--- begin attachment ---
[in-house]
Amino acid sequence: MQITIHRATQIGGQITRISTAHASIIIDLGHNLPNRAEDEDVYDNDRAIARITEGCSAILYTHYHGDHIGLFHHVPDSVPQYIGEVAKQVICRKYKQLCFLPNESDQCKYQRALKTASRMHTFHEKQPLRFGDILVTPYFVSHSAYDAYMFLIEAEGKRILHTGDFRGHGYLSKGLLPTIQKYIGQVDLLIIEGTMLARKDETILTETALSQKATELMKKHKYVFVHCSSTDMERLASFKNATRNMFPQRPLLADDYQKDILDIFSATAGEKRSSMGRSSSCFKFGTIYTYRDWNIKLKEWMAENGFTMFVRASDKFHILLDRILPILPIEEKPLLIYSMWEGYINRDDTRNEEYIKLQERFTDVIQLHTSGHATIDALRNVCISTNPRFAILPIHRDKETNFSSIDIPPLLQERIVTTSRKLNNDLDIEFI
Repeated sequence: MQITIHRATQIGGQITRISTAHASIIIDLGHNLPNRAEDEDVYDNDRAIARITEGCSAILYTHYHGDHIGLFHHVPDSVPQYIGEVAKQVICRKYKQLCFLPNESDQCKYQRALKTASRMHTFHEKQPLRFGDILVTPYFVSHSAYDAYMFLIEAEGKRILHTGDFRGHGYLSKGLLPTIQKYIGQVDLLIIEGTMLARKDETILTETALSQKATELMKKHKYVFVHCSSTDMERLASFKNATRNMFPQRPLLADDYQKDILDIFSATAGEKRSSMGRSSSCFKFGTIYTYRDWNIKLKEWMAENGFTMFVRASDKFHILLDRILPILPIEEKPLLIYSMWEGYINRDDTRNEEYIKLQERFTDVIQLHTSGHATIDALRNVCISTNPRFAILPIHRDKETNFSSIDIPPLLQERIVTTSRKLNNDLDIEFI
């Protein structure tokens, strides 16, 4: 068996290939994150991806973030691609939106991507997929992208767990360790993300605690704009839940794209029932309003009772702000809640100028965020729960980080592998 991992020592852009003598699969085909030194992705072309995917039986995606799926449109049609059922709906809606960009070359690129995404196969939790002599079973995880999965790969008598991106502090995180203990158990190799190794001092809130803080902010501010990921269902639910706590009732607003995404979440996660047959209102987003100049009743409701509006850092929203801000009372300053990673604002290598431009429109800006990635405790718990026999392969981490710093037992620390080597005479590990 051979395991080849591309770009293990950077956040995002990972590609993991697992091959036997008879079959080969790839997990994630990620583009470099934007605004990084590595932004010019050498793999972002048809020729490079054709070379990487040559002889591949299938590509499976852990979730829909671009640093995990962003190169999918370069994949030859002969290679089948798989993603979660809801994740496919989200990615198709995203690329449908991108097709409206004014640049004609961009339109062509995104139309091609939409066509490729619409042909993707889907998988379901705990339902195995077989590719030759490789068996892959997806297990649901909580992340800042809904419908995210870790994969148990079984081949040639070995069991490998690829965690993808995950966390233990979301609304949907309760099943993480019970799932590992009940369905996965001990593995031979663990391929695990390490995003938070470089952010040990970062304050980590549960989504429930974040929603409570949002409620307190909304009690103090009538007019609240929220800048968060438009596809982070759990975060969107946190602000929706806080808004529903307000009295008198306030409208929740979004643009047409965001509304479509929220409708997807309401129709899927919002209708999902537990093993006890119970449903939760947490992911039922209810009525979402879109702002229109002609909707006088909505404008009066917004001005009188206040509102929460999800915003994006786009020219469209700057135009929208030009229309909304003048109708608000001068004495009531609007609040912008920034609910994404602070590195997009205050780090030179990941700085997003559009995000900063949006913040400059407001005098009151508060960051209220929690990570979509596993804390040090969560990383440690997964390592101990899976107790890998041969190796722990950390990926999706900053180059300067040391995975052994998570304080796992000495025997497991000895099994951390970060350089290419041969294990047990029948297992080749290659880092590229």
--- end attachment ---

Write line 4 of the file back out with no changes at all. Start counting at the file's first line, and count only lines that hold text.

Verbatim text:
């Protein structure tokens, strides 16, 4: 068996290939994150991806973030691609939106991507997929992208767990360790993300605690704009839940794209029932309003009772702000809640100028965020729960980080592998 991992020592852009003598699969085909030194992705072309995917039986995606799926449109049609059922709906809606960009070359690129995404196969939790002599079973995880999965790969008598991106502090995180203990158990190799190794001092809130803080902010501010990921269902639910706590009732607003995404979440996660047959209102987003100049009743409701509006850092929203801000009372300053990673604002290598431009429109800006990635405790718990026999392969981490710093037992620390080597005479590990 051979395991080849591309770009293990950077956040995002990972590609993991697992091959036997008879079959080969790839997990994630990620583009470099934007605004990084590595932004010019050498793999972002048809020729490079054709070379990487040559002889591949299938590509499976852990979730829909671009640093995990962003190169999918370069994949030859002969290679089948798989993603979660809801994740496919989200990615198709995203690329449908991108097709409206004014640049004609961009339109062509995104139309091609939409066509490729619409042909993707889907998988379901705990339902195995077989590719030759490789068996892959997806297990649901909580992340800042809904419908995210870790994969148990079984081949040639070995069991490998690829965690993808995950966390233990979301609304949907309760099943993480019970799932590992009940369905996965001990593995031979663990391929695990390490995003938070470089952010040990970062304050980590549960989504429930974040929603409570949002409620307190909304009690103090009538007019609240929220800048968060438009596809982070759990975060969107946190602000929706806080808004529903307000009295008198306030409208929740979004643009047409965001509304479509929220409708997807309401129709899927919002209708999902537990093993006890119970449903939760947490992911039922209810009525979402879109702002229109002609909707006088909505404008009066917004001005009188206040509102929460999800915003994006786009020219469209700057135009929208030009229309909304003048109708608000001068004495009531609007609040912008920034609910994404602070590195997009205050780090030179990941700085997003559009995000900063949006913040400059407001005098009151508060960051209220929690990570979509596993804390040090969560990383440690997964390592101990899976107790890998041969190796722990950390990926999706900053180059300067040391995975052994998570304080796992000495025997497991000895099994951390970060350089290419041969294990047990029948297992080749290659880092590229």